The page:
But to be honest, no matter where you are, where you’re falling on this spectrum, whether it’s just a side project, very small business, a start-up, to a massive enterprise, it’s necessary to evaluate potential impact. Especially negative one, but positive as well. So ethical technology should be aware of diverse and cultural, diverse social and culture norms. Create policies for accountability.
Collaborate with lawmakers to advance regulations, because honestly they’re so behind technology there’s almost no laws to protect us, and there is nobody to work on it, because they just don’t, they don’t move at the same pace as we do.
So it’s necessary that we have this link of collaboration. And complies with national and international guidelines. Data protection and privacy.
So we talk about security and safety a little bit, but in the age of massive data collection, the right to protection and control of our personal information is also challenged. There is a portal called Just Delete Me that is a directory of web services that will showcase how difficult it is to delete your account and get rid of your data.
And it would be surprisingly difficult.
You would be surprised how many services actually prevent you from deleting your account and you have no control of your data whatsoever. And open and closed door surveillance has kind of become a norm challenging human rights, and that even is happening in Australia.
So, few weeks ago I’ve heard that Peter Dunn called for rights to access emails, bank records, text messages of citizens without a warrant or any consent.
To me, that’s horrifying.
So data certainly can be used in our work to enhance the user experience, provide useful services, but it can also be very easily weaponized by governments or malicious individuals.
Even creators of facial recognition technology are well aware of how dangerous the use of that technology could be, so some of them actually declined to provide their services to governments. Sensitive data should be accessible to the users, modifiable, restricted, and easily deleted. And Maciej Cegłowski, who you probably heard of as Pinboard, suggested in his talk, “Don’t collect it, if you have to collect it don’t store it, “if you have to store it, don’t keep it.” And I think this is a very sensible call for minimal approaches to data collection and mindful short storage times.
So ethical technology should collect the data that is only absolutely necessary for operation and give full control of this data to the users, including permanent and swift deletion. And more importantly, allow anonymity, which is really important, again, to activists, whistleblowers, members of underrepresented groups especially.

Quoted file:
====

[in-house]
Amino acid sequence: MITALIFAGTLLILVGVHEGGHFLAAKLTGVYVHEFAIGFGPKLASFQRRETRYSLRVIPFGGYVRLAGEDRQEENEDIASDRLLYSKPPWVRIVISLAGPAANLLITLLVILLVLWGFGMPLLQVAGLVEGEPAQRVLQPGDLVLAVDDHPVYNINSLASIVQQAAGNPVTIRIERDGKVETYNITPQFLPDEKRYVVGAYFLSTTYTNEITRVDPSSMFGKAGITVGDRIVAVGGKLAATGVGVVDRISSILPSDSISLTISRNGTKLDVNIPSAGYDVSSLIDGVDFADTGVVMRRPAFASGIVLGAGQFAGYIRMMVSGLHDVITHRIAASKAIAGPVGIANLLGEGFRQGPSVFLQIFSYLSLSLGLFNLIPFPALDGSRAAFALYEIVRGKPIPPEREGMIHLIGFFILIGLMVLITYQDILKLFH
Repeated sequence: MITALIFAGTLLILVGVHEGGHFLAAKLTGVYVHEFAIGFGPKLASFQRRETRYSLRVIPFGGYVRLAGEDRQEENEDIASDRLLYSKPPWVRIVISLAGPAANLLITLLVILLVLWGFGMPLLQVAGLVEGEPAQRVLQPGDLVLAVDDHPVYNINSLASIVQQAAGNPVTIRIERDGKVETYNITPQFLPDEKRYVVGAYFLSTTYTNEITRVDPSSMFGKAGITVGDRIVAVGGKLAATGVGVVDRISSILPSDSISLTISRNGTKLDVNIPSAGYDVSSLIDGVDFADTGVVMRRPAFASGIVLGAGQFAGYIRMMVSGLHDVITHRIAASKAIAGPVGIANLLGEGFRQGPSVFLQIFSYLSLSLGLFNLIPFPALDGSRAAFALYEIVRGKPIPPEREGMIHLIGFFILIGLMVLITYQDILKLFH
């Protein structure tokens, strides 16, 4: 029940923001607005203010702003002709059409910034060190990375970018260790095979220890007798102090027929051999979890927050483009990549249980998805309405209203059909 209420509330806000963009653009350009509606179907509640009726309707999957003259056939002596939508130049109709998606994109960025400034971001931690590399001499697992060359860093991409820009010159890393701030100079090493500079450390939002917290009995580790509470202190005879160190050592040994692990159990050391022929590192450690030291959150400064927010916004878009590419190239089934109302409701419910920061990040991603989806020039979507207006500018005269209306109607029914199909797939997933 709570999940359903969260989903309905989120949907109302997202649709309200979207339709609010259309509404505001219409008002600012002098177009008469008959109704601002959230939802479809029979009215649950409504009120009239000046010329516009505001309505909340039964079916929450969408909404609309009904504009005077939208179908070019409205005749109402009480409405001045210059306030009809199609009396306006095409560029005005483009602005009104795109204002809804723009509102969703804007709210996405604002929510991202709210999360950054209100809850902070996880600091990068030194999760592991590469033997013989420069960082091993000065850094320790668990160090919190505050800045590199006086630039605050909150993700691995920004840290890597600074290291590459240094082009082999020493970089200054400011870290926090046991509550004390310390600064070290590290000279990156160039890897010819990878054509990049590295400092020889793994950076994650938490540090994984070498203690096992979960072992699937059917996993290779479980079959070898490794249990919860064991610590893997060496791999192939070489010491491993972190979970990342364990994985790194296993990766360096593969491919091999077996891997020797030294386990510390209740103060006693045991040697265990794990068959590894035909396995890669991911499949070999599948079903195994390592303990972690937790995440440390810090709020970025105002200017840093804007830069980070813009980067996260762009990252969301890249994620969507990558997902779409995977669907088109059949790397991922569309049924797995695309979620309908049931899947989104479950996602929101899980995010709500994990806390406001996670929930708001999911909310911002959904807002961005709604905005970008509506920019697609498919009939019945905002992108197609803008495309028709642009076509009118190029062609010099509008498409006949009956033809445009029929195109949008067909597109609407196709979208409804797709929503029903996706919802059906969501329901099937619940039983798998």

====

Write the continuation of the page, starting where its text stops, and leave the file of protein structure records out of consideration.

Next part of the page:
Ethical design is transparent and has nothing to hide. Disclosing information on how services operate, how they work, how data is gathered, stored, and used, both stress worthiness and mitigates misuse. Often users aren’t very well informed in how applications work and how does that affect them. Software, for many people, is a black box and it’s decisions cannot be explained.
And that lack of clarity increases the risk and the magnitude of harm, as well as lowers the chances of enforcing any accountability in the responsibility. Because there are no governing bodies over privately-held tech companies.
There’s no one, no one here to kind of to keep us in place. Keep us in check.
And transparency can be implemented in numerous ways. Through policies, processes, critical assessment. I think it’s really important to responsibly disclose abuse of software.
Establish clear rules for reporting and accountability. How can I report a breach? How accountable you are, what are you gonna do? How are you gonna respond? And it’s important to think about mission and value statements.
Misuse and bias awareness.
So you might have heard of Eric Meyer, who is a very prominent author of countless resources and tools on front end engineering and design. So a few years ago he wrote this article entitled Inadvertent Algorithmic Cruelty.
And he described his horrible horrible experience of Facebook Year in Review treating the death of his daughter Rebecca as the highlight of his year. In 2016 Microsoft released Tay, which was an artificial intelligence chat bot on Twitter which in less than 24 hours become a massive racist and a misogynist, and had to be taken down.
Software that’s used in America called Compass used to predict future crimes and the chance of recidivism has been proven by Propublica to falsely flag black defendants as future criminals at twice the rate compared to white defendants, simultaneously mislabeling white defendants as low risk. And these are only three examples.
I could go on for an hour, but yeah, these are only three examples that show algorithmic bias. Because what we forget is that algorithms actually, at the core, are thoughtless, because software is written by people, and it reflects their ideology, their biases, their thought processes, and their beliefs. And so very often, we only test for positive successful use cases, forgetting about malice, misuse, empathetic design, and more importantly, the social context we are working on.